Instituciones Políticas y Función Judicial en Derecho Constitucional Comparado (Political Institutions and Judicial Role in Comparative Constitutional Law)
Revista de Economía Institucional, Vol. 13, No. 24, p. 13, 2011
71 Pages Posted: 16 Jun 2011
Date Written: June 1, 2011
The English version of this paper can be found at http://ssrn.com/abstract=1774915.
Comparative constitutional law scholarship has not realized that differences in the configuration of political institutions should bear upon the way courts do their jobs. This paper develops a comparative theory of judicial role that focuses on broad differences in political context, and particularly in party systems, across countries. I use a case study of the Colombian Constitutional Court (supplemented by briefer studies of the Hungarian and South African Constitutional Courts) to demonstrate how differences in political institutions should impact judicial role. Because Colombian parties are unstable and poorly tied to civil society, the Colombian Congress has difficulty initiating policy, monitoring the enforcement of policy, and checking presidential power. The Court has responded by taking many of these functions into its own hands. I argue that the Court’s actions are sensible given Colombia’s institutional context, even though existing theories of judicial role would find this kind of legislative-substitution inappropriate. Existing theory’s focus on the anti-democratic nature of judicial action assumes a robust constitutional culture outside the courts and a legislature which does a decent job representing popular will – both assumptions tend to be false in newer democracies. Thus, comparative public law scholars must be attentive to political context in order to build tools suitable for evaluating the work of courts around the world.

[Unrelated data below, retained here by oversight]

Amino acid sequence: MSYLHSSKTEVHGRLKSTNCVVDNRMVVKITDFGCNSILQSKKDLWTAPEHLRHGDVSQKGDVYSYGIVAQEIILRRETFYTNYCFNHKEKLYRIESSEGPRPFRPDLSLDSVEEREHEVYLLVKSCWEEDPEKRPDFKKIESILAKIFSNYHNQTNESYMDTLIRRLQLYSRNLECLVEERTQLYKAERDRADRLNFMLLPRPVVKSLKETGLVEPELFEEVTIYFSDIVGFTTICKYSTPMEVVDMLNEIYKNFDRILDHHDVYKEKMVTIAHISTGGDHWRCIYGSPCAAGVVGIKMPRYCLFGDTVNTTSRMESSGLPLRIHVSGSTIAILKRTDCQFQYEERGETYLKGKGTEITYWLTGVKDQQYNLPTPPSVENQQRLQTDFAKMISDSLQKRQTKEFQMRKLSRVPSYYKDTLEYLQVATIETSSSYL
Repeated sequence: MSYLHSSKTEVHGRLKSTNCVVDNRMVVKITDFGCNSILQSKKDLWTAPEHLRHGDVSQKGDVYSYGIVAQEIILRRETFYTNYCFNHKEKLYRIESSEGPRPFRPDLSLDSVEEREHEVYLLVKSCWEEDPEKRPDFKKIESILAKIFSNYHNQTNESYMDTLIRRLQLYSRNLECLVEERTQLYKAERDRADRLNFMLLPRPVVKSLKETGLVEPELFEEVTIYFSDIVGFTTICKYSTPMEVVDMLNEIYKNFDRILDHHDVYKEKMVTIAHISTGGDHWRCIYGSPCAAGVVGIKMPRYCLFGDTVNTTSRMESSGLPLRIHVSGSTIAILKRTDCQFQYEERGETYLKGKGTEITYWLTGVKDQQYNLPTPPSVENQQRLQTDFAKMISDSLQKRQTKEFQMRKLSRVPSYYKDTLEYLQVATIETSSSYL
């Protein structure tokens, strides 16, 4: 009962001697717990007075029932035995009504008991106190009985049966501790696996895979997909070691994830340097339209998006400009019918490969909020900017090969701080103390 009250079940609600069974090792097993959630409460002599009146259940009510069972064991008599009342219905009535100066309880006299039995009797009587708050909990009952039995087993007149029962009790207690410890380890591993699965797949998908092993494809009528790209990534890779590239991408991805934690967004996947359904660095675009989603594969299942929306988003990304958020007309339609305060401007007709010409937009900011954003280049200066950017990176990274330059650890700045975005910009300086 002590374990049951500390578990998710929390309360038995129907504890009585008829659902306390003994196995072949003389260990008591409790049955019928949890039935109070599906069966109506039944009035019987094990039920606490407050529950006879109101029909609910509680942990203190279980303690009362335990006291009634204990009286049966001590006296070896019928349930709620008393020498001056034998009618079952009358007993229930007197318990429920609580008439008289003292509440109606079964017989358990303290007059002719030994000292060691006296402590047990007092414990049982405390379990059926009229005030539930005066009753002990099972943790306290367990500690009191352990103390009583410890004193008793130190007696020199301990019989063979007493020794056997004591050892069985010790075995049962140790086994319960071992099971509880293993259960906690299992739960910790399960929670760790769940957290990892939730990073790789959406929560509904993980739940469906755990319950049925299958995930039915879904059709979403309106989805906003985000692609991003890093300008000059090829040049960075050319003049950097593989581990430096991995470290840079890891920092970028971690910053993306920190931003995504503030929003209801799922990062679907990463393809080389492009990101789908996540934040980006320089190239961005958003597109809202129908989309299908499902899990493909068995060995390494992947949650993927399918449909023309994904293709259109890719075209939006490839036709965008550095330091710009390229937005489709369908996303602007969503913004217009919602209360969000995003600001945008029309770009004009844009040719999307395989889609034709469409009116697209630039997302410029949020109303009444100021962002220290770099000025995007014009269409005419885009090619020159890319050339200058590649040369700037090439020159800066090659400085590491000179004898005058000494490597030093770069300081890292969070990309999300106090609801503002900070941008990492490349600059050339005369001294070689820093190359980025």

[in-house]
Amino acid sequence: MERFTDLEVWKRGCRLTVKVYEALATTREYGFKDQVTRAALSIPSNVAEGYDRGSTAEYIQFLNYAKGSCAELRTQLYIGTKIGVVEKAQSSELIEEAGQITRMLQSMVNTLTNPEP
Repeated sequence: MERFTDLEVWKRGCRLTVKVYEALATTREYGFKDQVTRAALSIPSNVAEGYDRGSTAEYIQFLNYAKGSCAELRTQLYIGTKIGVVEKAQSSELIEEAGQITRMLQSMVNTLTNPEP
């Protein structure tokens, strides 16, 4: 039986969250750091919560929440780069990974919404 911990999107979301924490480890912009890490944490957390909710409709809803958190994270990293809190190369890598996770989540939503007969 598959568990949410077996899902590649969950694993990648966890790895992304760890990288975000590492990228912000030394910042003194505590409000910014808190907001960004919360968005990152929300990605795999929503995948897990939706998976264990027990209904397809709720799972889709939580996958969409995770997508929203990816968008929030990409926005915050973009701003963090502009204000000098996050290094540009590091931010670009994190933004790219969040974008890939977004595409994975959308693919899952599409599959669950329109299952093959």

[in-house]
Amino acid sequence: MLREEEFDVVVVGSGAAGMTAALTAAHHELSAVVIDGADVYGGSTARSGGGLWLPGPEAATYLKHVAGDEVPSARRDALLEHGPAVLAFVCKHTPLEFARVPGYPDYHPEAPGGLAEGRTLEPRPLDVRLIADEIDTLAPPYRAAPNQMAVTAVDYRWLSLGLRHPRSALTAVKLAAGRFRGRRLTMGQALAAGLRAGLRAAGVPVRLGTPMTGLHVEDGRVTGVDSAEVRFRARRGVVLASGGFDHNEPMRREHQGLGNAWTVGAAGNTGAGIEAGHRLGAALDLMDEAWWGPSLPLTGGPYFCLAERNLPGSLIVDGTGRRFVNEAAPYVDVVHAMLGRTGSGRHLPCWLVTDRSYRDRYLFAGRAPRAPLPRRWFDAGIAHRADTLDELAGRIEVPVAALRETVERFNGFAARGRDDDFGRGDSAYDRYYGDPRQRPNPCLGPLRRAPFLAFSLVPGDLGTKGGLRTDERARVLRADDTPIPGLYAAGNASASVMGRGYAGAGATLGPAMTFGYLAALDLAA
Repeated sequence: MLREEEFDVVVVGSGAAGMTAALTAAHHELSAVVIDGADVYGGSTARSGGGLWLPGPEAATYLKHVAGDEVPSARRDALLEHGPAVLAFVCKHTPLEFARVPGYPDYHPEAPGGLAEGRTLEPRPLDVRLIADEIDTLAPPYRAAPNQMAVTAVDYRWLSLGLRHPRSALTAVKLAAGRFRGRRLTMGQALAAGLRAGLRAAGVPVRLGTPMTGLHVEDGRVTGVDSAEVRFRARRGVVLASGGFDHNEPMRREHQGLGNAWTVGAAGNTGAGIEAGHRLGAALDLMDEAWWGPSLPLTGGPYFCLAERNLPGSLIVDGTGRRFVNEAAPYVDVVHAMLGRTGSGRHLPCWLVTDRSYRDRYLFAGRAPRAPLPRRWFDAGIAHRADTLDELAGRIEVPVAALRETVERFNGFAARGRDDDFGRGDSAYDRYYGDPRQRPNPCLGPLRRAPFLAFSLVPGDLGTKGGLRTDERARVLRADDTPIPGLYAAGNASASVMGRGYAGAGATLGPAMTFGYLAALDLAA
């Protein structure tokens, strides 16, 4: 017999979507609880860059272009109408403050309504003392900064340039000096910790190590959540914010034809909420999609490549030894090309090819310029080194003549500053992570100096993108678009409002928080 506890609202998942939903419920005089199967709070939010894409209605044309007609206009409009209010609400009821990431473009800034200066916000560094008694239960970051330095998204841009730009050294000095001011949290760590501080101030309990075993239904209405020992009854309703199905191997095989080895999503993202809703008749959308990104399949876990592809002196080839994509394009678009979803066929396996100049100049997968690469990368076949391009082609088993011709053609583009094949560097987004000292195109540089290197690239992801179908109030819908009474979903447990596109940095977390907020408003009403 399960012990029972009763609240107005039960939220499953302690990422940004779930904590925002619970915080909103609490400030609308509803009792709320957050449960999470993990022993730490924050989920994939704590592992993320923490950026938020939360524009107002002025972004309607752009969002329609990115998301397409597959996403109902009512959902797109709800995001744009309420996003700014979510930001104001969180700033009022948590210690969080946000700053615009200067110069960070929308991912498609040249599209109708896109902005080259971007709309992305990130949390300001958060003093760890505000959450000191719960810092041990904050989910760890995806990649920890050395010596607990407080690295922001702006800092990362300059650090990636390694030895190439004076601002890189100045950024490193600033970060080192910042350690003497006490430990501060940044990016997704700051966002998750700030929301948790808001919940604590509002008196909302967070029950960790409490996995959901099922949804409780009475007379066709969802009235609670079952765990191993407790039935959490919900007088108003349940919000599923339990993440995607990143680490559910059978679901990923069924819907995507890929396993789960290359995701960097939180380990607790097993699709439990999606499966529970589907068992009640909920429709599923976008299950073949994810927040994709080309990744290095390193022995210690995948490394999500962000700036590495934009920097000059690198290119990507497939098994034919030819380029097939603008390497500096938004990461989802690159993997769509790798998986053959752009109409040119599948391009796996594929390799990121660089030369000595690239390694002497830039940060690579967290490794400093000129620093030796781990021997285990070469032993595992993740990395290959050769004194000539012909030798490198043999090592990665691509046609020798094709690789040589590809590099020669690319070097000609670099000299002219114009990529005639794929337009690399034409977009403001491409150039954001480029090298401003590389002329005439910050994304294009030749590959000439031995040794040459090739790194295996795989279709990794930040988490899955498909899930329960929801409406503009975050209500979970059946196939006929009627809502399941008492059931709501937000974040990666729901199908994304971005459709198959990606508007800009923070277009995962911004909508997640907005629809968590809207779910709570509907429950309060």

Note: Downloadable document is in Spanish.
Keywords: constitutional theory, political institutions, political parties, comparative constitutional law
JEL Classification: K41
Suggested Citation: Suggested Citation